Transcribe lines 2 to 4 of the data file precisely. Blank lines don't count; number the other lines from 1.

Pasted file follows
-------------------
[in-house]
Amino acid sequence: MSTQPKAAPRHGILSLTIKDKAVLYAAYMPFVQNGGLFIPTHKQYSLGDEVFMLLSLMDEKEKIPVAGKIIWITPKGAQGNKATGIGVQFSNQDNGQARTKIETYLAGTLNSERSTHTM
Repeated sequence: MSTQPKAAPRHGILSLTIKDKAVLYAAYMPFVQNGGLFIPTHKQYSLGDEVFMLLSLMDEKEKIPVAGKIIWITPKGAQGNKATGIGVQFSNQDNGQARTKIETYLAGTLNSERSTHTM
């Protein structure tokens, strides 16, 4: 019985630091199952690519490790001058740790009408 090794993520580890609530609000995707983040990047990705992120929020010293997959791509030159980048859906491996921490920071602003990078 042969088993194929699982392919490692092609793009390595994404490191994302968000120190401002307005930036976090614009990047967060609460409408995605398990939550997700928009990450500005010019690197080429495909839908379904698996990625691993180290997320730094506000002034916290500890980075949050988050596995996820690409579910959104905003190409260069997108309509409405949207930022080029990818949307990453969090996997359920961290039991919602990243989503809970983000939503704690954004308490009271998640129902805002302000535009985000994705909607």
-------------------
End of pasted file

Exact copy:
Amino acid sequence: MSTQPKAAPRHGILSLTIKDKAVLYAAYMPFVQNGGLFIPTHKQYSLGDEVFMLLSLMDEKEKIPVAGKIIWITPKGAQGNKATGIGVQFSNQDNGQARTKIETYLAGTLNSERSTHTM
Repeated sequence: MSTQPKAAPRHGILSLTIKDKAVLYAAYMPFVQNGGLFIPTHKQYSLGDEVFMLLSLMDEKEKIPVAGKIIWITPKGAQGNKATGIGVQFSNQDNGQARTKIETYLAGTLNSERSTHTM
């Protein structure tokens, strides 16, 4: 019985630091199952690519490790001058740790009408 090794993520580890609530609000995707983040990047990705992120929020010293997959791509030159980048859906491996921490920071602003990078 042969088993194929699982392919490692092609793009390595994404490191994302968000120190401002307005930036976090614009990047967060609460409408995605398990939550997700928009990450500005010019690197080429495909839908379904698996990625691993180290997320730094506000002034916290500890980075949050988050596995996820690409579910959104905003190409260069997108309509409405949207930022080029990818949307990453969090996997359920961290039991919602990243989503809970983000939503704690954004308490009271998640129902805002302000535009985000994705909607």